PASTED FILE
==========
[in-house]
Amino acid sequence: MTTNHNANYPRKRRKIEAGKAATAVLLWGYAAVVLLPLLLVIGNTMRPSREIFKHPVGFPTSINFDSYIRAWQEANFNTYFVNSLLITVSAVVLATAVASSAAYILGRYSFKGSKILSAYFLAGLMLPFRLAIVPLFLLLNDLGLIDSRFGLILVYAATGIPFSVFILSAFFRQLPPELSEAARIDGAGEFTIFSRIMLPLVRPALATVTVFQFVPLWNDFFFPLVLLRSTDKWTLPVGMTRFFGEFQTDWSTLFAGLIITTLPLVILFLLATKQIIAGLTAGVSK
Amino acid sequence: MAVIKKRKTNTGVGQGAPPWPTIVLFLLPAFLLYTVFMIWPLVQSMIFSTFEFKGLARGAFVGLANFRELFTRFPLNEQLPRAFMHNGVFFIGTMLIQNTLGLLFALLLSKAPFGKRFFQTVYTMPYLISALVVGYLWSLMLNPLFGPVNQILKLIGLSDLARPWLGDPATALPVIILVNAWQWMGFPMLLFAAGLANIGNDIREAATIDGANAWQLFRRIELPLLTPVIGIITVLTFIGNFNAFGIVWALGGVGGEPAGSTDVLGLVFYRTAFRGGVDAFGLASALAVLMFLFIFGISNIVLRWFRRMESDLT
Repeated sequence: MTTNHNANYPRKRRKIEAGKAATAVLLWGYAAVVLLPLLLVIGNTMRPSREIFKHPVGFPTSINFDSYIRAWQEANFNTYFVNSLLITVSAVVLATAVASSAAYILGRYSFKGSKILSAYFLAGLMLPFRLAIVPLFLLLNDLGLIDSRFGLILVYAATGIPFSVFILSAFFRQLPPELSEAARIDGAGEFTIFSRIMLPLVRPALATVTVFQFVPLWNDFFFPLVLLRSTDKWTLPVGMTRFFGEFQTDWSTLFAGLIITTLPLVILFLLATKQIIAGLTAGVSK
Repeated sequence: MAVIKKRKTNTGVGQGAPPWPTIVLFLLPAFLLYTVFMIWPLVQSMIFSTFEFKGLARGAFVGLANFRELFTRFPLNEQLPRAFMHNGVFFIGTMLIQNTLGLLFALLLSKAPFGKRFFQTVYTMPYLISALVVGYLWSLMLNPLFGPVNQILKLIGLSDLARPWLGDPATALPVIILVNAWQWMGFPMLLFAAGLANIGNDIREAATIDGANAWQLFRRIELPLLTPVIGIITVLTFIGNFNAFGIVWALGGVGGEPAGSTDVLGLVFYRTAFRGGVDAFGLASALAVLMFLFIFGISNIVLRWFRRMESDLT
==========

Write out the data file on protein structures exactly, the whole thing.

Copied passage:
[in-house]
Amino acid sequence: MTTNHNANYPRKRRKIEAGKAATAVLLWGYAAVVLLPLLLVIGNTMRPSREIFKHPVGFPTSINFDSYIRAWQEANFNTYFVNSLLITVSAVVLATAVASSAAYILGRYSFKGSKILSAYFLAGLMLPFRLAIVPLFLLLNDLGLIDSRFGLILVYAATGIPFSVFILSAFFRQLPPELSEAARIDGAGEFTIFSRIMLPLVRPALATVTVFQFVPLWNDFFFPLVLLRSTDKWTLPVGMTRFFGEFQTDWSTLFAGLIITTLPLVILFLLATKQIIAGLTAGVSK
Amino acid sequence: MAVIKKRKTNTGVGQGAPPWPTIVLFLLPAFLLYTVFMIWPLVQSMIFSTFEFKGLARGAFVGLANFRELFTRFPLNEQLPRAFMHNGVFFIGTMLIQNTLGLLFALLLSKAPFGKRFFQTVYTMPYLISALVVGYLWSLMLNPLFGPVNQILKLIGLSDLARPWLGDPATALPVIILVNAWQWMGFPMLLFAAGLANIGNDIREAATIDGANAWQLFRRIELPLLTPVIGIITVLTFIGNFNAFGIVWALGGVGGEPAGSTDVLGLVFYRTAFRGGVDAFGLASALAVLMFLFIFGISNIVLRWFRRMESDLT
Repeated sequence: MTTNHNANYPRKRRKIEAGKAATAVLLWGYAAVVLLPLLLVIGNTMRPSREIFKHPVGFPTSINFDSYIRAWQEANFNTYFVNSLLITVSAVVLATAVASSAAYILGRYSFKGSKILSAYFLAGLMLPFRLAIVPLFLLLNDLGLIDSRFGLILVYAATGIPFSVFILSAFFRQLPPELSEAARIDGAGEFTIFSRIMLPLVRPALATVTVFQFVPLWNDFFFPLVLLRSTDKWTLPVGMTRFFGEFQTDWSTLFAGLIITTLPLVILFLLATKQIIAGLTAGVSK
Repeated sequence: MAVIKKRKTNTGVGQGAPPWPTIVLFLLPAFLLYTVFMIWPLVQSMIFSTFEFKGLARGAFVGLANFRELFTRFPLNEQLPRAFMHNGVFFIGTMLIQNTLGLLFALLLSKAPFGKRFFQTVYTMPYLISALVVGYLWSLMLNPLFGPVNQILKLIGLSDLARPWLGDPATALPVIILVNAWQWMGFPMLLFAAGLANIGNDIREAATIDGANAWQLFRRIELPLLTPVIGIITVLTFIGNFNAFGIVWALGGVGGEPAGSTDVLGLVFYRTAFRGGVDAFGLASALAVLMFLFIFGISNIVLRWFRRMESDLT